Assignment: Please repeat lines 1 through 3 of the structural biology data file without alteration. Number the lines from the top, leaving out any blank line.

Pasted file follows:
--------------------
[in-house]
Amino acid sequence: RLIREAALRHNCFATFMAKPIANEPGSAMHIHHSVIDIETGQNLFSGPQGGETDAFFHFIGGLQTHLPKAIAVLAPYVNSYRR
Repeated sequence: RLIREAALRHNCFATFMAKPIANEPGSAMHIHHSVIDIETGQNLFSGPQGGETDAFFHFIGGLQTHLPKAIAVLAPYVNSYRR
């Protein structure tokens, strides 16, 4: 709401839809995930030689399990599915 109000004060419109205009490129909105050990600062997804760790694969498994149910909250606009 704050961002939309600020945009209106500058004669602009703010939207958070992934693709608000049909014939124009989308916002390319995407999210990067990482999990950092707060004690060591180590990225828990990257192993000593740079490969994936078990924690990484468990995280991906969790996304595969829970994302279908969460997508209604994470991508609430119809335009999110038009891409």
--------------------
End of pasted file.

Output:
[in-house]
Amino acid sequence: RLIREAALRHNCFATFMAKPIANEPGSAMHIHHSVIDIETGQNLFSGPQGGETDAFFHFIGGLQTHLPKAIAVLAPYVNSYRR
Repeated sequence: RLIREAALRHNCFATFMAKPIANEPGSAMHIHHSVIDIETGQNLFSGPQGGETDAFFHFIGGLQTHLPKAIAVLAPYVNSYRR